As thousands of students, faculty, and staff head to the polls today to finish out a historic midterm election season, here is a guide to HBCU issues that may not be on the ballot but which should be top of mind for consideration at the ballot box.
Competitive state legislative races in several districts will shape the balance of influence over gerrymandering laws in states like Pennsylvania and North Carolina which could transform black voting blocs in several congressional districts. These blocs could shape the very survival of institutions, state lawmakers in Pennsylvania may soon determine if Cheyney University will be consolidated with another public institution or the future of possible merger or acquisition for Bennett College in Greensboro.
While leaders at every public HBCU would list funding as the number one issue facing their campuses, some issues are in particular focus for this election cycle. In Maryland, Democratic nominee Ben Jealous looks to unseat incumbent Republican Larry Hogan to represent one of the key voices on a determination to settle the judgment against the state from alumni and students of Bowie State University, Coppin State University, Morgan State University and the University of Maryland Eastern Shore for illegal program duplication and resulting underfunding.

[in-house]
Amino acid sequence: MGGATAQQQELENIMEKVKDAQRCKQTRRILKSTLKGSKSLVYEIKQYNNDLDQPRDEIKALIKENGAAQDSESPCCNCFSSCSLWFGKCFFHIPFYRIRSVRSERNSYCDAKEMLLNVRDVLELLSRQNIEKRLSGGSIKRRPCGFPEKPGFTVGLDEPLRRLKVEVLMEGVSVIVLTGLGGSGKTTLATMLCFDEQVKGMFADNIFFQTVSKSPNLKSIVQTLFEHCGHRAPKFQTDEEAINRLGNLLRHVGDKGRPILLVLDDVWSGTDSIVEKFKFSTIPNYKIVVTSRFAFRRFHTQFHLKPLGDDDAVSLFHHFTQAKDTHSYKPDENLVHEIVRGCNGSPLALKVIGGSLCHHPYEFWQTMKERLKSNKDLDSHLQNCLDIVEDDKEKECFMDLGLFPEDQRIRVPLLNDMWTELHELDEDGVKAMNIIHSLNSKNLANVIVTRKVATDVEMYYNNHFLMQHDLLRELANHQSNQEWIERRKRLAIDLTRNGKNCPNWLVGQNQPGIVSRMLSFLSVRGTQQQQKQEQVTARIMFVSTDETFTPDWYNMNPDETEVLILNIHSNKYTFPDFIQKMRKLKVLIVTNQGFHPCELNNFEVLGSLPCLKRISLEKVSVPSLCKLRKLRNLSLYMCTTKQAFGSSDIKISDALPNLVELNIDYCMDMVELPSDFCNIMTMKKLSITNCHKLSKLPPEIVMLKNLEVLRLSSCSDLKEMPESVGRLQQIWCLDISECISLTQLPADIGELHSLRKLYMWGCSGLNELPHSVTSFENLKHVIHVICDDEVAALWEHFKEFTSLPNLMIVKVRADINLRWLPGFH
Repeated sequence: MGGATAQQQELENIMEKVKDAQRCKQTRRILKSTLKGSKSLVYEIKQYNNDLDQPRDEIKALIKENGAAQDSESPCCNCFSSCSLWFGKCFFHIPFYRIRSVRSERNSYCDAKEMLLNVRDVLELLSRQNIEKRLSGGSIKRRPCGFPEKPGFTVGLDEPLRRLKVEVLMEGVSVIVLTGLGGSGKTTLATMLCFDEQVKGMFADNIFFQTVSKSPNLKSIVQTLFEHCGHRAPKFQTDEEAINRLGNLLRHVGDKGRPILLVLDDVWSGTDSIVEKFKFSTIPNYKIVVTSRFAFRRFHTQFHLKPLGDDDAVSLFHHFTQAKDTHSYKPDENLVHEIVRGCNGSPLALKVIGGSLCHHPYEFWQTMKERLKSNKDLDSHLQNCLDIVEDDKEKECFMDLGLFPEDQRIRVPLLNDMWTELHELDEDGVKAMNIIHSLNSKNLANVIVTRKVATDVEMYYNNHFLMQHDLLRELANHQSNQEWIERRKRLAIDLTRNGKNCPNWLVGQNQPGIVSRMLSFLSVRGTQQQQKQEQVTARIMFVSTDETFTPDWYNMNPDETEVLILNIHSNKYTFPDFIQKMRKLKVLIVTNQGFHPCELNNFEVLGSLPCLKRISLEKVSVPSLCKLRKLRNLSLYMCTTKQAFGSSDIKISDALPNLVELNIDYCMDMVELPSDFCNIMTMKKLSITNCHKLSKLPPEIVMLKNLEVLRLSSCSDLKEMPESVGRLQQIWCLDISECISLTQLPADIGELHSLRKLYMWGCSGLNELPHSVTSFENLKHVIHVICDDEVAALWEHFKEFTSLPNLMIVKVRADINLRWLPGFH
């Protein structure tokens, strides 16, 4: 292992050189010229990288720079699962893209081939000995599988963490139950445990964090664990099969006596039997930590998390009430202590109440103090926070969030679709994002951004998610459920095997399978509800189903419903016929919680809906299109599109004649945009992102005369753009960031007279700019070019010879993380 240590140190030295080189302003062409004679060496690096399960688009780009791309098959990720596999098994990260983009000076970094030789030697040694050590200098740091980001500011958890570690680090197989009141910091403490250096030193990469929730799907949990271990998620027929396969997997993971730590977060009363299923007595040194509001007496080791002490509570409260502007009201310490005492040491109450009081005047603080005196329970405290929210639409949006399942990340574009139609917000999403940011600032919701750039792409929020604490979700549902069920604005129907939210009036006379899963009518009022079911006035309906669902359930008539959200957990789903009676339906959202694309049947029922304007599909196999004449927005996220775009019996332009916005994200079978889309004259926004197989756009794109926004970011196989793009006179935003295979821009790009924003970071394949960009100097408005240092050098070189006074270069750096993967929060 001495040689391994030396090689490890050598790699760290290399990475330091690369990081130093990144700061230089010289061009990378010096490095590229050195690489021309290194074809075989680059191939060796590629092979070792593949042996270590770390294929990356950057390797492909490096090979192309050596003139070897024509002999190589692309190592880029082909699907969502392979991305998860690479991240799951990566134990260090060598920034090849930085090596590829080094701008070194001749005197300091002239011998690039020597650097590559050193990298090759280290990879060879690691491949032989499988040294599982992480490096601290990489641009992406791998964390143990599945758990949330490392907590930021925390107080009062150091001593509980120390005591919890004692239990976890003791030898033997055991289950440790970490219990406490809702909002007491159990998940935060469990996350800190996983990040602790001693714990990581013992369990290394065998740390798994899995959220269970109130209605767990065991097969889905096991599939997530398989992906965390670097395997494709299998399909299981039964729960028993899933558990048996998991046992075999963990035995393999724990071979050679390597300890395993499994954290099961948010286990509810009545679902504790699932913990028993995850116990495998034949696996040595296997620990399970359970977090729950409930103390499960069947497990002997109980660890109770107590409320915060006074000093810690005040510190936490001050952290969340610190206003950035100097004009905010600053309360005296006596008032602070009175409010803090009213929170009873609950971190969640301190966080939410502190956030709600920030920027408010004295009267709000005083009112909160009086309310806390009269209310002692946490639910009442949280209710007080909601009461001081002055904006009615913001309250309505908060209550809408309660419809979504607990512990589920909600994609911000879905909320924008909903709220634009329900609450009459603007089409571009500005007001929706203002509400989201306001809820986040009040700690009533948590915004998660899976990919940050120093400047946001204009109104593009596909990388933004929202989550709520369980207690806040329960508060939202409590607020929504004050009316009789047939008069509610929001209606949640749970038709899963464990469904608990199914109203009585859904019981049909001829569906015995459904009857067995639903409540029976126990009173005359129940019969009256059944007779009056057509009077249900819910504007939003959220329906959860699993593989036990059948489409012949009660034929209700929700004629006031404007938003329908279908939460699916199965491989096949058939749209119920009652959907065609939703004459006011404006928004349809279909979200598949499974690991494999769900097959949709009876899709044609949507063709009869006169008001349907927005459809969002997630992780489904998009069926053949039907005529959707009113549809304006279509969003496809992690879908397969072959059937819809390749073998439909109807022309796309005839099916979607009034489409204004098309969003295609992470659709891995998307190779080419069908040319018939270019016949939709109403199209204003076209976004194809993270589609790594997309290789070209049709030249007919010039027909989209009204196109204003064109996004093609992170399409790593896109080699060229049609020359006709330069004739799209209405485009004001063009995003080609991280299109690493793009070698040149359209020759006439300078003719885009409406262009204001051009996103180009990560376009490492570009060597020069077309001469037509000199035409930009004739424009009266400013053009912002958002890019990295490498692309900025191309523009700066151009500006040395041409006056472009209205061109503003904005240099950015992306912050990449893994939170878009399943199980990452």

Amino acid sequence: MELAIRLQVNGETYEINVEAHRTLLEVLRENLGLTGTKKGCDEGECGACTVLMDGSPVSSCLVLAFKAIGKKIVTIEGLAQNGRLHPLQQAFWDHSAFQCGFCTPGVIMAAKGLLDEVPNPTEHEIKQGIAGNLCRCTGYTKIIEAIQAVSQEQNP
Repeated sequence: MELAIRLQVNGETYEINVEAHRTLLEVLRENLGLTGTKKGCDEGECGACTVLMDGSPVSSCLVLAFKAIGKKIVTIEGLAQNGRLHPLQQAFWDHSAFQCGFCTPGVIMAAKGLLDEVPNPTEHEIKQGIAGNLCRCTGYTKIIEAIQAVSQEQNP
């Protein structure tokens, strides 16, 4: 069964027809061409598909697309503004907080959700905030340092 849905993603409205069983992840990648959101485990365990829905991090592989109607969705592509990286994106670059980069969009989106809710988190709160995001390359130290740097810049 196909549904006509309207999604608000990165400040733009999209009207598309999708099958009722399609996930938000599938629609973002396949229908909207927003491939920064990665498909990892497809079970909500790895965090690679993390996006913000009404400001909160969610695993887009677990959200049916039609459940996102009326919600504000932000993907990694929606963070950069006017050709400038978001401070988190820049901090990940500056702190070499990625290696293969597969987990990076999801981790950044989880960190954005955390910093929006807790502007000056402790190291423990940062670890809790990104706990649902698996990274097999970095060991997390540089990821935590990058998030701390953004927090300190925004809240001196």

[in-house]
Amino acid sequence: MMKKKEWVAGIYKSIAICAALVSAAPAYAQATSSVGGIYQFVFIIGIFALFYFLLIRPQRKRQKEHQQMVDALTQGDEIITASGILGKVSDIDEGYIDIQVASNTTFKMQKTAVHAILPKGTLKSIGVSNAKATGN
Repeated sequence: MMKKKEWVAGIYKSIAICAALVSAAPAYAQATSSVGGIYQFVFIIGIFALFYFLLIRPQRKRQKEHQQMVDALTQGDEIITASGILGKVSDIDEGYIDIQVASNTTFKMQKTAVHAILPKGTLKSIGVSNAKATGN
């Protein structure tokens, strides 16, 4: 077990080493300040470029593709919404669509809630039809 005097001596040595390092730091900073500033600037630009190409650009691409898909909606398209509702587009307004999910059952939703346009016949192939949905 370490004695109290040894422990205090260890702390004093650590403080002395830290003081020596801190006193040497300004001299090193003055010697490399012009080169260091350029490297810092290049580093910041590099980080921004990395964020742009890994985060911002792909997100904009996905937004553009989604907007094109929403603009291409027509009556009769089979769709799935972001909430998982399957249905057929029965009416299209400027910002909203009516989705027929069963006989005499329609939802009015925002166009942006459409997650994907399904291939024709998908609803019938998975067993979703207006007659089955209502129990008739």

Elections in Missouri will dictate if schools like Lincoln University and Harris Stowe State University, which have suffered dramatic cuts in recent years, will be able to maintain stable appropriations from the state or to advocate for fair metrics in performance-based funding models.
In West Virginia, additional funding is under review by the state’s higher education commission, but also faces opposition from dueling philosophies on the role of the state’s higher education policy commission and a governor-appointed blue ribbon commission to review efficiency in the state system.
Virginia’s colleges and universities awarded a record number of degrees and certifications during the 2017-18 academic year. Of the 16,372 African Americans to earn those credentials, 2,411 or 14% were produced by Hampton University, Norfolk State University, Virginia State University, and Virginia Union University. Legislators will be charged with determining ways to level those gains in degree access, particularly among HBCUs as the state’s larger institutions develop access pathways for low-income students.
In rural states like Kentucky, West Virginia, and Mississippi, departing citizens mean fewer bodies for college enrollment, tuition revenue and economic development. But states like Georgia, North Carolina, and Tennessee are growing and creating opposite outcomes for college access and economic development needs.